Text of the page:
I'm learning Clojure and would like some advice on idiomatic usage. As part of a small statistics package, I have a function to calculate the mode of a set of data. (Background: The mode is the most common value in a set of data. There are almost a dozen published algorithms to calculate it. The one used here is from "Fundamentals of Biostatistics" 6th Ed by Bernard Rosner.)

```
(defn tally-map
" Create a map where the keys are all of the unique elements in the input
sequence and the values represent the number of times those elements
occur. Note that the keys may not be formatted as conventional Clojure
keys, i.e. a colon preceding a symbol."
[aseq]
(apply merge-with + (map (fn [x] {x 1}) aseq)))
(defn mode
" Calculate the mode. Rosner p. 13. The mode is problematic in that it may
not be unique and may not exist at all for a particular group of data.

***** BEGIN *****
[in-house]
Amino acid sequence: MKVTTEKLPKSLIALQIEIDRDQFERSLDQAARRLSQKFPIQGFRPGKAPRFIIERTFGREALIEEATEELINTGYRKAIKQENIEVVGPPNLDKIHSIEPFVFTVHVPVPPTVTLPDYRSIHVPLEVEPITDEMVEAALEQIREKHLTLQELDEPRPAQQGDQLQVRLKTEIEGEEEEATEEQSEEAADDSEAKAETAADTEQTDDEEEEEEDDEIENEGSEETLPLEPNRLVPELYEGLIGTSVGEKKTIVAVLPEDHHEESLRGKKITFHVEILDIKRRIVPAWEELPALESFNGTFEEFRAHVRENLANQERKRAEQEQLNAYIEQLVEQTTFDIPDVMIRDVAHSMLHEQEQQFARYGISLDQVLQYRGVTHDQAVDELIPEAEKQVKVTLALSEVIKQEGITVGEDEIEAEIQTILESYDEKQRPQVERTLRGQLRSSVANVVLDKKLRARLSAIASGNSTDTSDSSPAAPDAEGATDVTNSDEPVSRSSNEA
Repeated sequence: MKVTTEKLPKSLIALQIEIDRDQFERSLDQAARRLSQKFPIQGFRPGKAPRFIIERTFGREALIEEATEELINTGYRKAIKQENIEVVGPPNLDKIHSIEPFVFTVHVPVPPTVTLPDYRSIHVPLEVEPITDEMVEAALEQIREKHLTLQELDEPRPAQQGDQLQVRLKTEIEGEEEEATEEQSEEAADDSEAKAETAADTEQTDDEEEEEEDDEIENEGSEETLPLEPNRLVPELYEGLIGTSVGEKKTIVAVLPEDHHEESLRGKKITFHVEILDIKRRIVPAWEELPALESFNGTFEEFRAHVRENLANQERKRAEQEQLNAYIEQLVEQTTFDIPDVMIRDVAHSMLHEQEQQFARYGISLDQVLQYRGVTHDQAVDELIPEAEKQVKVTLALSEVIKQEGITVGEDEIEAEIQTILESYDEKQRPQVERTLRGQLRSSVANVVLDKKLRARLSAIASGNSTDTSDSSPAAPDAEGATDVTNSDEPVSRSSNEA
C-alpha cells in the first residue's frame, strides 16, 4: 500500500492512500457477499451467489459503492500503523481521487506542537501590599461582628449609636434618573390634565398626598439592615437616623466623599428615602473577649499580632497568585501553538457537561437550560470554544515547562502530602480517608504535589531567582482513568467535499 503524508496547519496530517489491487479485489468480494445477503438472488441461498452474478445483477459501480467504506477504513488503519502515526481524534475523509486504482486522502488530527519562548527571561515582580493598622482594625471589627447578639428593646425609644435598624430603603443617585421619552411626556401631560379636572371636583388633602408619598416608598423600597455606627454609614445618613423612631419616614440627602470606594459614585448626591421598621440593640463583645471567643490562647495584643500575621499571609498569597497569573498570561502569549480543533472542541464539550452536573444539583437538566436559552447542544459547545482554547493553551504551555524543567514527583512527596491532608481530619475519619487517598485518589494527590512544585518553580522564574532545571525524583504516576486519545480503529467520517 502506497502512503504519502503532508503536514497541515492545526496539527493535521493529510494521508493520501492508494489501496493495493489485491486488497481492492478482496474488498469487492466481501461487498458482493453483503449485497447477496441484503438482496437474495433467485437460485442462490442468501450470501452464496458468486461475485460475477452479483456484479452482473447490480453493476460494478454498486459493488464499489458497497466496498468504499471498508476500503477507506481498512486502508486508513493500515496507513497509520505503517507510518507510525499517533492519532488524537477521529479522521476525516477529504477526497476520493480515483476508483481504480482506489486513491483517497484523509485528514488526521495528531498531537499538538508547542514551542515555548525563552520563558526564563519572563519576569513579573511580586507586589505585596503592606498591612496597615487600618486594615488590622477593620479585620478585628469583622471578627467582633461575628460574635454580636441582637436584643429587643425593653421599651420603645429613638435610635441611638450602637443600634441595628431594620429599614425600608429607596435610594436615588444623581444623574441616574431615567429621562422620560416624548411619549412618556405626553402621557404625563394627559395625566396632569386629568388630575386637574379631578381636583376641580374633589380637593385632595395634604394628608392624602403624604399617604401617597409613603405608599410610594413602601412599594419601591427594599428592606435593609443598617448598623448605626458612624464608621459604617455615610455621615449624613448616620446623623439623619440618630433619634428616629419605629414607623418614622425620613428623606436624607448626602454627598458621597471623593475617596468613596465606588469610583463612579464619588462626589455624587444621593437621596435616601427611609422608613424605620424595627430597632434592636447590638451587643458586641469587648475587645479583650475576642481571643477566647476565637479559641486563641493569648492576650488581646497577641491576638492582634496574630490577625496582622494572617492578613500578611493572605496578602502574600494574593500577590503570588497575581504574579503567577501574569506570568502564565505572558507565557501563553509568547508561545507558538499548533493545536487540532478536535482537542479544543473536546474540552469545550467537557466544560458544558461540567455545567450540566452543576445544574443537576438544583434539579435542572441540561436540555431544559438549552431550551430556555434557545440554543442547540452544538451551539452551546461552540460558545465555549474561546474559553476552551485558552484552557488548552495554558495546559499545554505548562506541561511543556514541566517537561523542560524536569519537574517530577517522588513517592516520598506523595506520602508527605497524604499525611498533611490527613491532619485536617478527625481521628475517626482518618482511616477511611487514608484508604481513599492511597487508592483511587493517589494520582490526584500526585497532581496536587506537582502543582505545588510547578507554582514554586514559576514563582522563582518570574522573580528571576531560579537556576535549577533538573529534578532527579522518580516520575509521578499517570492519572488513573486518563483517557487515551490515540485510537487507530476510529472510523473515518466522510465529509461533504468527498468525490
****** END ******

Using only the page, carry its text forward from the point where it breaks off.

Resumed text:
If there is a single unique mode, it is returned. If there are multiple
modes, they are returned as a list. If there is no mode, that is all
elements are present in equal frequency, nil is returned."
[aseq]
(let [amap (tally-map aseq)
mx (apply max (vals amap))
k (keys amap)
f (fn [x] (not (nil? x)))
modes (filter f (map #(if (= mx (get amap %)) %) k))
]
(cond (= 1 (count modes)) (first modes)
(every? #(= mx %) (vals amap)) nil
:else modes)
)
)
```

There are a couple of things I have questions about:

- The argument. The function accepts a single sequence. Is it more idiomatic to accept a variable number of arguments like the addition function?
- Code smell. It seems like the "let" is a bit more complicated than it should be -- so many variable assignments. Have I missed any obvious (or not so obvious) uses of the language or library that would make this method more concise?

Thanks in advance for the help.